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I'm trying to build a minimal Linux kernel using buildroot that I want to run on VMware, among other platforms. However, when I boot the kernel it doesn't recognize the hard drive (i.e., no /dev/sda). I think I have enabled all the drivers needed, but still nothing. It does work on Virtualbox, but not on VMware.

lspci | less
...
00:07.1 IDE interface: Intel Corporation 82371AB/EB/MB PIIX4 IDE (rev01)
...
00:10.0 SCSI storage controller: LSI Logic / Symbios Logic 53c1030 PCI-X Fusion-MPT Dual Ultra320 SCSI (rev 01)
...

I've started with make x86_64_defconfig And I've enabled:

SCSI device support:
    <M> SCSI disk support
    <M> SCSI generic support

Serial ATA and Parallel ATA drivers (libata)
    <M>   AHCI SATA support
    <M>   Platform AHCI SATA support
    <M>       Intel ESB, ICH, PIIX3, PIIX4 PATA/SATA support
    <M>     Generic ATA support

Is there something I am missing? Can I find a configuration file for a typical desktop kernel and base my configuration upon it? Are there any more tricks I can use to figure out which modules I need to build? Can I use some identifier to search in the source code of the kernel for example?

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    1) surely you'd prefer AHCI? 2) yes, /boot/config* 3) to disable unused modules you can run make localmodconfig in the VM unix.stackexchange.com/a/275747/29483 – sourcejedi Apr 26 '16 at 8:05
  • Added the AHCI module as well, or did you mean something else? I'll take a look at the /boot/config file – Kotte Apr 26 '16 at 8:20
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    Yep. AHCI is a better interface, and it's used across physical systems from multiple vendors. If there's a default hardware model for modern OS's, it probably uses AHCI. Except that you might also want to be able to take advantage of virt-specific drivers. E.g. wiki.archlinux.org/index.php/VMware/… Typically module names are mentioned in Kconfig and you can search for them (I think "/" key or ctrl+f in make xconfig). Or I think git grep vmw_pvscsi should find the Kconfig file and identify the corresponding CONFIG_ option. – sourcejedi Apr 26 '16 at 8:30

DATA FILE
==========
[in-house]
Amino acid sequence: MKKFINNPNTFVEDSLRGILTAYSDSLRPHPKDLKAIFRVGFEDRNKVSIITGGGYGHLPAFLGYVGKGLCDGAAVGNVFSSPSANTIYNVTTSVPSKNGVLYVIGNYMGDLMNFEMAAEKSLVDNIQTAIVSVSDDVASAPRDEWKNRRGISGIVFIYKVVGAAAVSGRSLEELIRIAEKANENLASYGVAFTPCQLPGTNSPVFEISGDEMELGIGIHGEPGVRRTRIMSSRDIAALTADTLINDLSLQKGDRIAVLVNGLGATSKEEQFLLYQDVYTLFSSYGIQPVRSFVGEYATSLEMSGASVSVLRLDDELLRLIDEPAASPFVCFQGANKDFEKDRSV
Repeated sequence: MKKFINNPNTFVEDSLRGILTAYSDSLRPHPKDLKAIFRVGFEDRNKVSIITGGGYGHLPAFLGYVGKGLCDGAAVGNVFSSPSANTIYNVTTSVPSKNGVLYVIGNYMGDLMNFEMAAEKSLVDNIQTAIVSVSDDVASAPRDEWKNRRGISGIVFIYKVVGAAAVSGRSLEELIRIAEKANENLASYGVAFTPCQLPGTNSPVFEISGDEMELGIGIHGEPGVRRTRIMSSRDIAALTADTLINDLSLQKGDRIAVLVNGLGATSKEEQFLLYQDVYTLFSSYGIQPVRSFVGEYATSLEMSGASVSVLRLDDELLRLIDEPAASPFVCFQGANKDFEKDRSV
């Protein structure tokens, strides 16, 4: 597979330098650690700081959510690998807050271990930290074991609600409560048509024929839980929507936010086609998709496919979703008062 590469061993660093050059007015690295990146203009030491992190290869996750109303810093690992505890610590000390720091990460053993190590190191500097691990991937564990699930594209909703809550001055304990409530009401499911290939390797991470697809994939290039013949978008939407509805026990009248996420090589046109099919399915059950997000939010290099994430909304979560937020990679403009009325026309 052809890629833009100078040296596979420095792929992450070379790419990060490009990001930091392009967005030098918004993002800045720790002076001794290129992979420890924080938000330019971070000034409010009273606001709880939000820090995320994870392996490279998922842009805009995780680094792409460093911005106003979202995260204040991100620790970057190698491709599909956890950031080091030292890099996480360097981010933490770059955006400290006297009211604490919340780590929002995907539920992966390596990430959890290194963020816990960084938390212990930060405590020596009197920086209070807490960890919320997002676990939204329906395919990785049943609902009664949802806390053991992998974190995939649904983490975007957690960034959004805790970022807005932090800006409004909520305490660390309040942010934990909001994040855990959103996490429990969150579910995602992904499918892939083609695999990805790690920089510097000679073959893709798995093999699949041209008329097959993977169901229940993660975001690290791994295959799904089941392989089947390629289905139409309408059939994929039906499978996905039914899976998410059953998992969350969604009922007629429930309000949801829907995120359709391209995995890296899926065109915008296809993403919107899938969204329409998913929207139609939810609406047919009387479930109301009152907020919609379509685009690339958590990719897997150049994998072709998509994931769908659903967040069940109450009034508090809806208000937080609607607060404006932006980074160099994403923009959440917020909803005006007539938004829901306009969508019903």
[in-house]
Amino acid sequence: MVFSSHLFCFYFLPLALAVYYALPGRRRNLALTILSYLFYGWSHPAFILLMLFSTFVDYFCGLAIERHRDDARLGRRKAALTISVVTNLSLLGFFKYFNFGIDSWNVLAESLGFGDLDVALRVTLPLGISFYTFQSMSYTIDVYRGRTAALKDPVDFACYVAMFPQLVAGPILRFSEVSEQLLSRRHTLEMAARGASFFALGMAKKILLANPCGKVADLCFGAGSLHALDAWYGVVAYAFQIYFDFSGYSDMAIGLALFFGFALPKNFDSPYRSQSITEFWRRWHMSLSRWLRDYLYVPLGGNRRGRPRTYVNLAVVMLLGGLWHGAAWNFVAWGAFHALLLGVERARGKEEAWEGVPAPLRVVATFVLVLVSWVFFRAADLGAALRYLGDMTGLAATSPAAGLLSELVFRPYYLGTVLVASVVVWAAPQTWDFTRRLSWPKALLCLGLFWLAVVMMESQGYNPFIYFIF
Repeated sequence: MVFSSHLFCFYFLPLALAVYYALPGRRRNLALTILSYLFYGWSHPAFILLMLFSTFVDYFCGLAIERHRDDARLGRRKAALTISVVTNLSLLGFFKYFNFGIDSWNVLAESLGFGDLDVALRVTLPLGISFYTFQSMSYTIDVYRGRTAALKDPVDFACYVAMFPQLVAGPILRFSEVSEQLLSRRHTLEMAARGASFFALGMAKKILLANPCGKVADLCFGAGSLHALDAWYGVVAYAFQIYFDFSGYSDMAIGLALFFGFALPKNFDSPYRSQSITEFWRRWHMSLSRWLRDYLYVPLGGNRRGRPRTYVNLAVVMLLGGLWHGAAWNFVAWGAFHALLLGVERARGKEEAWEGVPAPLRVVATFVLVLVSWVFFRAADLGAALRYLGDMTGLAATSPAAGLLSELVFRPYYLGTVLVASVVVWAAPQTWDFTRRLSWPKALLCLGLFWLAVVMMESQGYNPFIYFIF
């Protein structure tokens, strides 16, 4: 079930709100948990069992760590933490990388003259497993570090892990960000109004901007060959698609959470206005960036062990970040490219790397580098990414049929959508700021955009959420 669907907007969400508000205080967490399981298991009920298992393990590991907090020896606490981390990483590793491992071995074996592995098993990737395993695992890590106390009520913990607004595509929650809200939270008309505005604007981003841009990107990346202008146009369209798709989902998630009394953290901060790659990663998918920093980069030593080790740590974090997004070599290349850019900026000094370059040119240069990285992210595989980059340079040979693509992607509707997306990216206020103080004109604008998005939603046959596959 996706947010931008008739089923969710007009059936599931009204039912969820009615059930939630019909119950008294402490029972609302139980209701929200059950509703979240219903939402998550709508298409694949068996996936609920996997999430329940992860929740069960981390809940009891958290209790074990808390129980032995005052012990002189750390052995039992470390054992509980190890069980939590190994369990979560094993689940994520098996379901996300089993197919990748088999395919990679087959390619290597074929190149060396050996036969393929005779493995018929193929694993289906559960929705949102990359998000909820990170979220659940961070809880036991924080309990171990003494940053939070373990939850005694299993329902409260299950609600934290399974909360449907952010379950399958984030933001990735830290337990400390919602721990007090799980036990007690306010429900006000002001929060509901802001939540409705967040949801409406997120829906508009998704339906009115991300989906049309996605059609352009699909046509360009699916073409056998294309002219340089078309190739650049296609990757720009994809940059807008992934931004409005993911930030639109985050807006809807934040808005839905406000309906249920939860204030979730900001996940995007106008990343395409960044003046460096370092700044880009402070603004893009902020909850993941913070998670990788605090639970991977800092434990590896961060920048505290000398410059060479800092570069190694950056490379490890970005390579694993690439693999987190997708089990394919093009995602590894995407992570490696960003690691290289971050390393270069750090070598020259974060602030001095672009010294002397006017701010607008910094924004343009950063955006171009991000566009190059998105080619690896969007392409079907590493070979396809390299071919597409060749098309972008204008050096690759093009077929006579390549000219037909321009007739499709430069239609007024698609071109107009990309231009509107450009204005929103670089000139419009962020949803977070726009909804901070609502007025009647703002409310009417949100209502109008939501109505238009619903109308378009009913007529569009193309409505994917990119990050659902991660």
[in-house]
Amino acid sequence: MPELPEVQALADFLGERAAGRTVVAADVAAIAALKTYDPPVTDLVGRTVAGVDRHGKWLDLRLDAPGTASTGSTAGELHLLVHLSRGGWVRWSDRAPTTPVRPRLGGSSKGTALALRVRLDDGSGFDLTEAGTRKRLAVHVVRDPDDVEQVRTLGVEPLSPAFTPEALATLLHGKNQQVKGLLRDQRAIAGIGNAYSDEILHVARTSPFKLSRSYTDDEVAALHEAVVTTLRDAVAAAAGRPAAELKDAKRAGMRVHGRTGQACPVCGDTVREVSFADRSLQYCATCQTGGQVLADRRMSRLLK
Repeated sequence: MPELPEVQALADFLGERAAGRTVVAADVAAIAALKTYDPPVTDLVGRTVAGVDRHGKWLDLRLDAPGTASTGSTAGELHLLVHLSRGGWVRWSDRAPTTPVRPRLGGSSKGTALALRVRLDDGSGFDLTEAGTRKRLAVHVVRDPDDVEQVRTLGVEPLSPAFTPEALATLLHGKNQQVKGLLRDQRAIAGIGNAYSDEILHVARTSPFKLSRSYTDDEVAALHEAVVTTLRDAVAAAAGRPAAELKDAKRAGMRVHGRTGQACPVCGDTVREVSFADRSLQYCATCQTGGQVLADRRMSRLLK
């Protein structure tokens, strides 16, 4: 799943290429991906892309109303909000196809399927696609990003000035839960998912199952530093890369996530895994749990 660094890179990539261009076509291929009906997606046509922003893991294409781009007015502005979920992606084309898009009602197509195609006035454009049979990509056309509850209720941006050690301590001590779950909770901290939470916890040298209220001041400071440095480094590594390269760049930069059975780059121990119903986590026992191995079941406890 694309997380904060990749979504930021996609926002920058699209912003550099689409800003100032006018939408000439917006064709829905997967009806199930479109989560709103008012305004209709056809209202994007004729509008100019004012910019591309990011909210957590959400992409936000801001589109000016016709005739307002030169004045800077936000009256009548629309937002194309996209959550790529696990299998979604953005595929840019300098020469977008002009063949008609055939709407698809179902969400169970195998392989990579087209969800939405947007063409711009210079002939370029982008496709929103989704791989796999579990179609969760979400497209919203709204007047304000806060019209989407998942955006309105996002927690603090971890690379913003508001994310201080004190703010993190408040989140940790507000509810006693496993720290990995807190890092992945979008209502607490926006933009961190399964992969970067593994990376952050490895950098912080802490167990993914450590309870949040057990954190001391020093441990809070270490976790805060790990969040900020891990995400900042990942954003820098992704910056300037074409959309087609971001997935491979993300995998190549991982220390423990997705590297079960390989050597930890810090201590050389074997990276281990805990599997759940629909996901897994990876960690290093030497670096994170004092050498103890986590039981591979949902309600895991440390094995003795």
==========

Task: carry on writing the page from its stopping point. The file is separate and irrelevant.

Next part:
• I copied the config file used on my desktop, so now I got the module. I know this since find /lib/modules/$(uname -r) -name '*.ko' -exec basename '{}' .ko ';' | xargs modprobe make /dev/sda appear. Now only to find out which module makes /dev/sda to appear :-D – Kotte Apr 26 '16 at 12:00
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    You don't want to run make localmodconfig inside the VM? To find the ata driver, look at readlink -f /sys/class/ata*/*. That will show the pci device, then you can find name of the module for it e.g. cat readlink /sys/devices/pci0000:00/0000:00:1f.2/driver/module – sourcejedi Apr 26 '16 at 15:43
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Maybe your disk is on LVM partition . check : /dev/mapper/lvm and also you can use df or lsblk command to find that path of your disk. mount command will also helps.

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    Sorry, but this is before that. I don't even see /dev/sda to be able to set up a partition table – Kotte Apr 26 '16 at 11:30
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I solved my problem the ugly way. I'll wait with marking this as correct as I think there is a better solution.

After trying a variety of solutions, among other trying to get information from /sys/ (readlink /sys/block/sda/device/driver etc). But I only found information that it was some kind of SCSI driver, which didn't help me. Finally I used my desktop kernel configuration, and loaded all the modules until /dev/sd* appeared. I was at first tricked by loading scsi_debug, which also presents a /dev/sda. The module i needed was mptspi, which is enabled by FUSION_SPI in the Linux kernel. I learned this after searching the source code tree. This is the script I used for identifying the driver:

for MODULE in $(find /lib/modules/$(uname -r) -name '*.ko' -exec basename '{}' .ko ';')
do
    echo "Loading $MODULE"
    modprobe -D $MODULE
    modprobe $MODULE
    ls /dev/sd* 2>&1
done

Which I ran as

./script | tee script.log

Next time I'll probably set up some solution using mdev/udev...

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